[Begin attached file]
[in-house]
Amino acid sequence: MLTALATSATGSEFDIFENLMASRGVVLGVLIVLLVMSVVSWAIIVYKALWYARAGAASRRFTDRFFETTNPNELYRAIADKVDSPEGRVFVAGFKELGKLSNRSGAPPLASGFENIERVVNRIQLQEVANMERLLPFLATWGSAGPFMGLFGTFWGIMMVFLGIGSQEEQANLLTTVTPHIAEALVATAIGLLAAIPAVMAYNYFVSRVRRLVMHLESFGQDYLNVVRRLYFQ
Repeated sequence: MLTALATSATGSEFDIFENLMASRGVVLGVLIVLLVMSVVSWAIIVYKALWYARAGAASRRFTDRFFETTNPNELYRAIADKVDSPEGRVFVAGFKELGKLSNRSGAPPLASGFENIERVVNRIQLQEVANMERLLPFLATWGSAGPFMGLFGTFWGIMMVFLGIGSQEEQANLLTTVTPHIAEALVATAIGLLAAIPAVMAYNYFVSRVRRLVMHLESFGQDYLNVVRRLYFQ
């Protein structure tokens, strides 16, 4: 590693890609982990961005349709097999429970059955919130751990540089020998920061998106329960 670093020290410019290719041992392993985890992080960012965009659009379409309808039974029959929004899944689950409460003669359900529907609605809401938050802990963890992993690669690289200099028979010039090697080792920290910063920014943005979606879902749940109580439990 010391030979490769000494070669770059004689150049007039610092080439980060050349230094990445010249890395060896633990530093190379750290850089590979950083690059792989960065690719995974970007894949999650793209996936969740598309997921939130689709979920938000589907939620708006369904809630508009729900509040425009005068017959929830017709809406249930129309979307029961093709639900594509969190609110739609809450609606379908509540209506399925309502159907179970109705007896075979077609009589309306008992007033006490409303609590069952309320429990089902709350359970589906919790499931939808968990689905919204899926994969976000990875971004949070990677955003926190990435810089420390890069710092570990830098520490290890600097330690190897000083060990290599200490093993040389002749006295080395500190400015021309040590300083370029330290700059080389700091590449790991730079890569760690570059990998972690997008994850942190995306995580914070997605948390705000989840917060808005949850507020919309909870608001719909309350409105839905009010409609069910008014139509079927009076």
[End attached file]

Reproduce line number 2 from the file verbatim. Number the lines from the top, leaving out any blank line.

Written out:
Amino acid sequence: MLTALATSATGSEFDIFENLMASRGVVLGVLIVLLVMSVVSWAIIVYKALWYARAGAASRRFTDRFFETTNPNELYRAIADKVDSPEGRVFVAGFKELGKLSNRSGAPPLASGFENIERVVNRIQLQEVANMERLLPFLATWGSAGPFMGLFGTFWGIMMVFLGIGSQEEQANLLTTVTPHIAEALVATAIGLLAAIPAVMAYNYFVSRVRRLVMHLESFGQDYLNVVRRLYFQ